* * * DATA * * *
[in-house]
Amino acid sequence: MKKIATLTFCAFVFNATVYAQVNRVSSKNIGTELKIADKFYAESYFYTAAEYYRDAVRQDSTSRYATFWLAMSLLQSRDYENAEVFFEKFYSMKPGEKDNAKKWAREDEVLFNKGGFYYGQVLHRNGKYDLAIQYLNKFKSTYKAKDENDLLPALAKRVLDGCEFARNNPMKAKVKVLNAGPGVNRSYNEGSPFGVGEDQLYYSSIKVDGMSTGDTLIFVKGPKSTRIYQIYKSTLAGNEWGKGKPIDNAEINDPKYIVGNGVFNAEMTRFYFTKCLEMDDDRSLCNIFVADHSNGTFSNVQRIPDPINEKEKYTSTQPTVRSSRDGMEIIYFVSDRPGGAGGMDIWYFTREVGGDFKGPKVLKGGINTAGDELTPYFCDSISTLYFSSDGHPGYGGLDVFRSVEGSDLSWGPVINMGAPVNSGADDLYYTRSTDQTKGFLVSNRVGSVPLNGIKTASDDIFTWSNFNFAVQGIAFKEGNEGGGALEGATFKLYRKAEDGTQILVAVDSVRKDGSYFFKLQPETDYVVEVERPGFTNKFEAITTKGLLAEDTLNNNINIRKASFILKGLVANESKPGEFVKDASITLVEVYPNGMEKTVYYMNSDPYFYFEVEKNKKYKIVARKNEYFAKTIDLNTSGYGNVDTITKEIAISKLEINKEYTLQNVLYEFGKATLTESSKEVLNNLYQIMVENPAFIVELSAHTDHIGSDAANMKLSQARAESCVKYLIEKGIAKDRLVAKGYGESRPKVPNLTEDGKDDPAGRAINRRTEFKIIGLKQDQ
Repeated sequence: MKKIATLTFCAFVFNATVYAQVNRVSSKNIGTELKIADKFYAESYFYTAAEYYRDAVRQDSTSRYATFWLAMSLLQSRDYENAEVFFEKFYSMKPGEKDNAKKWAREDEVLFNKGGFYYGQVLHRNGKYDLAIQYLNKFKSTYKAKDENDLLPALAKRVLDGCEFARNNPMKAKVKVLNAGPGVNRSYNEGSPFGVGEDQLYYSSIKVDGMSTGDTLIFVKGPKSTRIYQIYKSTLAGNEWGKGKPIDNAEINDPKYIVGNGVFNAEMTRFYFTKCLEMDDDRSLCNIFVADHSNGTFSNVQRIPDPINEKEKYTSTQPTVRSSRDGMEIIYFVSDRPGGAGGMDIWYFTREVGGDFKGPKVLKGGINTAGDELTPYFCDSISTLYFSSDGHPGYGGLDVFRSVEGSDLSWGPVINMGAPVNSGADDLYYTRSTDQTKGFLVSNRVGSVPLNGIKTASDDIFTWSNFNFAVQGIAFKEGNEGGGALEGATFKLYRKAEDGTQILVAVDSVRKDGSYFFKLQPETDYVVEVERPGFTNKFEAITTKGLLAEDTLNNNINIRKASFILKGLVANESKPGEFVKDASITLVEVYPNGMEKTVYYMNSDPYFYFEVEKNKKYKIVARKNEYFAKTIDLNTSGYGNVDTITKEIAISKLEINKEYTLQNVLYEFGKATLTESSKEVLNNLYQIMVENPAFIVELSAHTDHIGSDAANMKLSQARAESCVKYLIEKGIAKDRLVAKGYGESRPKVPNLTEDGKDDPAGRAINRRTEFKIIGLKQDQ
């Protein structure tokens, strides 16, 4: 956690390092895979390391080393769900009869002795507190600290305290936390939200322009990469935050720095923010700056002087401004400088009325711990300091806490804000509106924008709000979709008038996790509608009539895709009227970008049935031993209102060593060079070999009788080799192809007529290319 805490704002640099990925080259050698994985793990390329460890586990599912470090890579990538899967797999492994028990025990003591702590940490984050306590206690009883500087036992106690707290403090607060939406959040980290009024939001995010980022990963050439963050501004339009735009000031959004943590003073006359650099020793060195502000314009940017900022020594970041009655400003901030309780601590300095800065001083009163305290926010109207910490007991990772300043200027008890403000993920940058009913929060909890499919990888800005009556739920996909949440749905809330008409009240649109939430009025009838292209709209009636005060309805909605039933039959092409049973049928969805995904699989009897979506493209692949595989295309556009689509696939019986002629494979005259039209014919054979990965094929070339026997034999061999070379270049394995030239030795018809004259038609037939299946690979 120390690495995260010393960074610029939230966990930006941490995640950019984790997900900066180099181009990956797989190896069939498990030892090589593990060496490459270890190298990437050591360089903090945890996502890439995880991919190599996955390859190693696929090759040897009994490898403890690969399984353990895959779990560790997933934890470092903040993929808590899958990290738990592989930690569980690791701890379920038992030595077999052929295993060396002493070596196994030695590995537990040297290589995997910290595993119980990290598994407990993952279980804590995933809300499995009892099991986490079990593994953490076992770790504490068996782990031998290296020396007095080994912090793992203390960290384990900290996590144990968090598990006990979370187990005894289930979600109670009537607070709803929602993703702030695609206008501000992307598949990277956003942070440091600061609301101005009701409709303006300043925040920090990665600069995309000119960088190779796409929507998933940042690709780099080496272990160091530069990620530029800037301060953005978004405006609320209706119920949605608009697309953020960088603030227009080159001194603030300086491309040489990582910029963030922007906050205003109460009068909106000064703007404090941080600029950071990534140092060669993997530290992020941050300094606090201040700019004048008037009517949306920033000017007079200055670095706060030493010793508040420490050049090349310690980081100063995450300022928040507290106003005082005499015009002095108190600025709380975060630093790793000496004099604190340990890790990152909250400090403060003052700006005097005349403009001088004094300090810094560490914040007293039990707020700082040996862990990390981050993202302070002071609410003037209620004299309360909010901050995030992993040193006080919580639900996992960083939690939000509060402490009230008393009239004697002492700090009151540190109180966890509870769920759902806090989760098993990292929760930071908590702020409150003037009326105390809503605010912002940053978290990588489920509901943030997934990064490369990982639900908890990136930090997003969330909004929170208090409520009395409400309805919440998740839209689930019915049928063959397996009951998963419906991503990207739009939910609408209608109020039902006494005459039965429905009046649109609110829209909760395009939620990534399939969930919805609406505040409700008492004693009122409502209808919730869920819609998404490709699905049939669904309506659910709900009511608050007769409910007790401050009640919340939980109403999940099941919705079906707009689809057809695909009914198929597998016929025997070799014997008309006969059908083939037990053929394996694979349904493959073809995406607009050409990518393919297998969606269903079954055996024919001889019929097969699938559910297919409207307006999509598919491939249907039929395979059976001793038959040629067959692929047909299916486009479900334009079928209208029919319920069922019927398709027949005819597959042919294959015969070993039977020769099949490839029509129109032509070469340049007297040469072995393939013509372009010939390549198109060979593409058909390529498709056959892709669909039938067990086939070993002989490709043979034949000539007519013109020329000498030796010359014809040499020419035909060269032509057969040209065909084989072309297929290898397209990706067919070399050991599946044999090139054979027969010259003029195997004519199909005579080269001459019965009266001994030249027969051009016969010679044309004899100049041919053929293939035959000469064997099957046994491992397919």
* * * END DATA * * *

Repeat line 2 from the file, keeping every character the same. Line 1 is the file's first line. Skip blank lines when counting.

Amino acid sequence: MKKIATLTFCAFVFNATVYAQVNRVSSKNIGTELKIADKFYAESYFYTAAEYYRDAVRQDSTSRYATFWLAMSLLQSRDYENAEVFFEKFYSMKPGEKDNAKKWAREDEVLFNKGGFYYGQVLHRNGKYDLAIQYLNKFKSTYKAKDENDLLPALAKRVLDGCEFARNNPMKAKVKVLNAGPGVNRSYNEGSPFGVGEDQLYYSSIKVDGMSTGDTLIFVKGPKSTRIYQIYKSTLAGNEWGKGKPIDNAEINDPKYIVGNGVFNAEMTRFYFTKCLEMDDDRSLCNIFVADHSNGTFSNVQRIPDPINEKEKYTSTQPTVRSSRDGMEIIYFVSDRPGGAGGMDIWYFTREVGGDFKGPKVLKGGINTAGDELTPYFCDSISTLYFSSDGHPGYGGLDVFRSVEGSDLSWGPVINMGAPVNSGADDLYYTRSTDQTKGFLVSNRVGSVPLNGIKTASDDIFTWSNFNFAVQGIAFKEGNEGGGALEGATFKLYRKAEDGTQILVAVDSVRKDGSYFFKLQPETDYVVEVERPGFTNKFEAITTKGLLAEDTLNNNINIRKASFILKGLVANESKPGEFVKDASITLVEVYPNGMEKTVYYMNSDPYFYFEVEKNKKYKIVARKNEYFAKTIDLNTSGYGNVDTITKEIAISKLEINKEYTLQNVLYEFGKATLTESSKEVLNNLYQIMVENPAFIVELSAHTDHIGSDAANMKLSQARAESCVKYLIEKGIAKDRLVAKGYGESRPKVPNLTEDGKDDPAGRAINRRTEFKIIGLKQDQ